Elizabeth feeling all the more than common awkwardness and anxiety of his situation now forced herself to speak; and and immediately, though not very fluently, gave him to understand that her sentiments had undergone so material a change, since the period to which he alluded, as to make her receive with gratitude and pleasure his present assurances. The happiness which this reply produced was such as he had probably never felt before; and he expressed himself on the occasion as sensibly and as warmly as a man violently in love can be supposed to do.
This is hilarious, and nasty. After priming the reader for a final declaration of love from Darcy and an acceptance of marriage from Elizabeth, Austen drops the dialogue and essentially cuts to black, no kiss, no knee, nothing. Just "[she] gave him to understand that her sentiments had undergone so material a change, since the period to which he alluded...," which is as funny as any of the ironic digs at Mr. Collins or William Lucas.
Not that you would be able to find much of that ironic sense in any of your ersatz Austen sequels, or even much in the (excellent) Joe Wright film, for which the love story outshines all other elements of the novel. But people insist on misunderstanding this book, even--or especially--its biggest fans. Why is it that the most irony-deficient people seem to love this book? How can it inspire such crippling sincerity as this?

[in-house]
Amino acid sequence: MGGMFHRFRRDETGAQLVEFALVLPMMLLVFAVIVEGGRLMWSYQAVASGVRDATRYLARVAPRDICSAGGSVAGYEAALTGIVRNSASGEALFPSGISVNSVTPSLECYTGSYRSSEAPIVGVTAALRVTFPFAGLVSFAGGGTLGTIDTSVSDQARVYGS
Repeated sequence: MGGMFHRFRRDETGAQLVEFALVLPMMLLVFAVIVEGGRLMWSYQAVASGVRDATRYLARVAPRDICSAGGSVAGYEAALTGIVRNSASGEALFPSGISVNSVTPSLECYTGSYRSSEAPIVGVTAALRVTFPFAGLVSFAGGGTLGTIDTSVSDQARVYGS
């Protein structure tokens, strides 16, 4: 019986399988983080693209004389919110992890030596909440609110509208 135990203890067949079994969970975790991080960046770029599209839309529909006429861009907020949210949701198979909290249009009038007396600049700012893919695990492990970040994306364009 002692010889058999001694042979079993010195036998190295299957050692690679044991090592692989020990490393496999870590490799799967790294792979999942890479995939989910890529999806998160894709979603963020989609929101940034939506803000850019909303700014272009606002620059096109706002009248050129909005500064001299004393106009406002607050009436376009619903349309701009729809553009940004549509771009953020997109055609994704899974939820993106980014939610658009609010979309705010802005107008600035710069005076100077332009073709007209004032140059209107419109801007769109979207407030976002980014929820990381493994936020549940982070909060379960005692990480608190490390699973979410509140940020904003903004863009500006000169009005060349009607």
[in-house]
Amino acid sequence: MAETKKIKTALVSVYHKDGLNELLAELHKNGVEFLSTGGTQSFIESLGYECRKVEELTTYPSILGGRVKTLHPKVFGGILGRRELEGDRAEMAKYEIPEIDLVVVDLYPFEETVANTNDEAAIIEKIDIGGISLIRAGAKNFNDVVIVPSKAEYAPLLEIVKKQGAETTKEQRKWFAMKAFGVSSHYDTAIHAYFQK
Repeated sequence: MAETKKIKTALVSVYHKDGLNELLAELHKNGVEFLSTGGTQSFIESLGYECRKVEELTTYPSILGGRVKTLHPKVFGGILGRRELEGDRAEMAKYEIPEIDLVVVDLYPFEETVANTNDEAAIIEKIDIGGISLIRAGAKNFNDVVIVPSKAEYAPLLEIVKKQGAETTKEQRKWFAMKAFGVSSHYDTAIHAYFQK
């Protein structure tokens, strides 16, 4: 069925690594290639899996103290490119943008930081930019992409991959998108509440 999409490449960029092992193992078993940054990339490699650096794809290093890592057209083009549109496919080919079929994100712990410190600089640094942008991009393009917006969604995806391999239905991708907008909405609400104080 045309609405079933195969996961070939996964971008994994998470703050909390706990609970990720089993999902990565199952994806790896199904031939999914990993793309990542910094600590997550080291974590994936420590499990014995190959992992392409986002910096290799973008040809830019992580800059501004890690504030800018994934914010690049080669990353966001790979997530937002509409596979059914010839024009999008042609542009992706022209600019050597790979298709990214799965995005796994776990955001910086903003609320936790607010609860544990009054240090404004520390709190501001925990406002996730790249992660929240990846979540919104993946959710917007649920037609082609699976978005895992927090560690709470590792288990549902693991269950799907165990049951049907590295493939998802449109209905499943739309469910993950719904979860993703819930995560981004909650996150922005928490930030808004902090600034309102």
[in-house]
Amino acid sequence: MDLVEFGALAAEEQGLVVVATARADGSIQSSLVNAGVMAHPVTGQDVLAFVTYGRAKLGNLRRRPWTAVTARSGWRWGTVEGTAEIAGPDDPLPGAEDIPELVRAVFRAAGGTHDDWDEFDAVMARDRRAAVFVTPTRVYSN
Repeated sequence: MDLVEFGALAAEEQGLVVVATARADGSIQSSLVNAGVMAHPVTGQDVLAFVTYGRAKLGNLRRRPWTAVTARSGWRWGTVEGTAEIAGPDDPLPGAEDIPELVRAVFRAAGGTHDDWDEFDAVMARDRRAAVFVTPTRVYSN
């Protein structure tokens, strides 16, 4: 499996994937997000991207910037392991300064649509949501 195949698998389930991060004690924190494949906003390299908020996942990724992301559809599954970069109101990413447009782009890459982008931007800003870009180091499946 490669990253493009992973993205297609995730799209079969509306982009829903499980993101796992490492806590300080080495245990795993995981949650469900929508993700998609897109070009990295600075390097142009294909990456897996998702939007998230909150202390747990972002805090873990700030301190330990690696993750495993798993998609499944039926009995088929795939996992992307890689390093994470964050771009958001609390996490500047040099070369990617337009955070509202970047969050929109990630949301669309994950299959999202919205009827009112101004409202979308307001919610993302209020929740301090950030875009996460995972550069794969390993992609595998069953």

In fact, the more I think about it, I wonder if Pride and Prejudice doesn't merely use irony as its modality, but its theme as well. It is, in a sense, a book about irony, that gap between perception and reality. Elizabeth is only able to find happiness with Darcy once she learns to balance public perception of him against his true character; it is a lesson she learns with Wickham in reverse. Mrs. Bennet jeopardizes her daughters' chances of marriage by being deficient in manners, which are a kind of irony, proudly bellowing what she perceives to be true at inopportune moments, unaware that saying what you do not mean, and meaning what you do not say, can both be a kind of social currency. For her part, Jane allows herself to be beguiled by Caroline Bingley because she cannot perceive the irony, or insincerity, of others. On the other hand, there is Mr. Bennet, so removed from the world by way of his ironic veil that he cannot grasp the danger of Lydia's Brighton trip, which serves as the prelude to a misbegotten elopement.
Or I could be completely full of shit. In any case, I love this book.